OCTOBER 2015 Digital brand campaign ‘Scottish Autism puts the IS in autism’ launches We join the Good Autism Practice Journal’s management group as a co-opted member, sharing our experience as a service provider We reach the fundraising target for the New Struan School playground appeal We have a kick start meeting with Research Autism and Newcastle University for the Future Security project which looks at the intolerance of uncertainty in adults with autism We attend Independent Living Show Scotland for the first time and speak to over 150 delegates NOVEMBER 2015 Our Centre for Practice Innovation first anniversary seminar takes place Lucy Chetty, Depute Head at New Struan School, presents at the Annual International Autism conference in Nanjing China Our service in Fife celebrates its 20 year anniversary Our Autism Support Team make a study visit to Autism Northern Ireland to be trained in their Keyhole Early Intervention programme and share knowledge Sa iLearn, our internal staff e-learning resource, is launched Charlene Tait speaks on BBC Radio Scotland on topical issues surrounding autism Mini conference based on communication hosted in our South West Area Service DECEMBER 2015 JANUARY 2016 We host a special Access Film Club screening with Rory Hoy, which is followed by a DJ set Two of our staff write a new practice guide for social care practitioners titled, ‘Peaceful, Pain Free and Dignified: palliative and end of life care for people on the autism spectrum’, which is published by BILD In celebration of Burns Day a Culture Night takes place at New Struan School We attend the 4th Annual Scottish Strategy for Autism Conference FEBRUARY 2016 We welcome Peter Vermeulen from Autisme Centraal in Gent, Belgium, to host a seminar on autism and communication John Williams, author of “My Son’s Not Rainman” presents at our Annual Staff Conference First wave of staff embark on SVQ 3 and 4 in Health Care with Fife College 8 \ ANNUAL REVIEW 2016 MARCH 2016 We attend Enquire’s Mental Health and Education conference in Stirling Pupils at New Struan School put on an interactive and multisensory theatre production for families and friends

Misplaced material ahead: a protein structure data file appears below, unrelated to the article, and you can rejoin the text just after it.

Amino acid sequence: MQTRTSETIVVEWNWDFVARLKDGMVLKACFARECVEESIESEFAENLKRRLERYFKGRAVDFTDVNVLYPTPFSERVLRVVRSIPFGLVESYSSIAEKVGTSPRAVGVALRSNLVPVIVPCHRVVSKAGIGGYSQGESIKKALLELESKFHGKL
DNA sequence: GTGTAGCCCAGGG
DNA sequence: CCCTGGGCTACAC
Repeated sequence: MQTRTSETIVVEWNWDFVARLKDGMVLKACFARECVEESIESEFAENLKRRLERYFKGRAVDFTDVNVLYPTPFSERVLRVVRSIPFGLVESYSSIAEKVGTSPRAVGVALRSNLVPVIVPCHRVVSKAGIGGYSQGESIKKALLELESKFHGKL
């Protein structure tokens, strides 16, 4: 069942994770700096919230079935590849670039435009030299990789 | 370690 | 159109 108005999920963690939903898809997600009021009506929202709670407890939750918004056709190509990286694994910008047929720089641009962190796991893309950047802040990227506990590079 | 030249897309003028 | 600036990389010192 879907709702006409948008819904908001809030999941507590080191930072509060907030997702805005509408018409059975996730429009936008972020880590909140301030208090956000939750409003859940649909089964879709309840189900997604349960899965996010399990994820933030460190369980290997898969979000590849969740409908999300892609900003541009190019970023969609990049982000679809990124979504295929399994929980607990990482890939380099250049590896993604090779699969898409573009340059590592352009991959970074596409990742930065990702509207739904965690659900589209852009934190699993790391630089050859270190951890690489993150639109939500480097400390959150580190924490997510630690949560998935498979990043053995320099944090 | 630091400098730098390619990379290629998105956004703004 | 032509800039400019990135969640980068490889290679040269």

Our Approach Scottish Autism contracts with 29 out of the 32 local authorities in Scotland, making us the largest provider of autism-specific services in Scotland. We take a very flexible approach recognising that each person with autism is unique and requires an individual support plan which takes into account their interests and motivations as well as addressing key challenges they may experience. Quality is at the heart of our services and we continue to receive positive feedback from our regulatory body, the Care Inspectorate. Our grades compare favourably with generic care providers and we continue to achieve the highest overall mean grades in our care inspections in comparison to two other national autism-specific service providers, corroborating the success of our approach. Care Inspection Grades 6 5 Overall Mean Grade 4 Organisation 1 Organisation 2 Scottish Autism 3 2 1 0 2012-13 2013-14 2014-15 2015-16 This last year has seen further widening of the gap with 71.2% of all of our care inspection grades at 5 or 6 compared with organisation 1 at 38.9% and organisation 2 at 0%. 9 \ ANNUAL REVIEW 2016

Developing Practice The quality of our services is underpinned by a number of initiatives through which we develop our practice: Public Service Improvement Framework (PSIF) Autism Practice Improvement Framework (APIF) Our Wellbeing Model of Practice Autism Trainer Award Staff Learning and Development Research Partnerships Go to to read more about the progress we have made in each of these areas. 10 \ ANNUAL REVIEW 2016

Sharing Between April 2015 and March 2016 we shared knowledge and experience via Knowledge share We delivered our Knowledge Share seminars in three locations: Paisley, Falkirk and Borders, reaching over 300 parents and professionals across these nine events. OVER 1,100 External speakers Peter Vermeulen, Co-Director of Autisme Centraal in Belgium, delivered an inspiring full-day seminar on Autism and Communication to over 70 parents and professionals. NEW FOLLOWERS. Right Click OVER 5,000 In June 2015 we launched our online support programme for parents of adults with autism. Across the three programmes, 407 parents and carers accessed our online support programmes. NEW LIKES. Online platforms On Facebook we had 5,301 new likes. On Twitter we attracted 1,108 new followers. There were 199,726 visits to our website. 714 people signed-up to receive our monthly e-news. 11 \ ANNUAL REVIEW 2016 Just under 200,000 PAGES REVIEWS.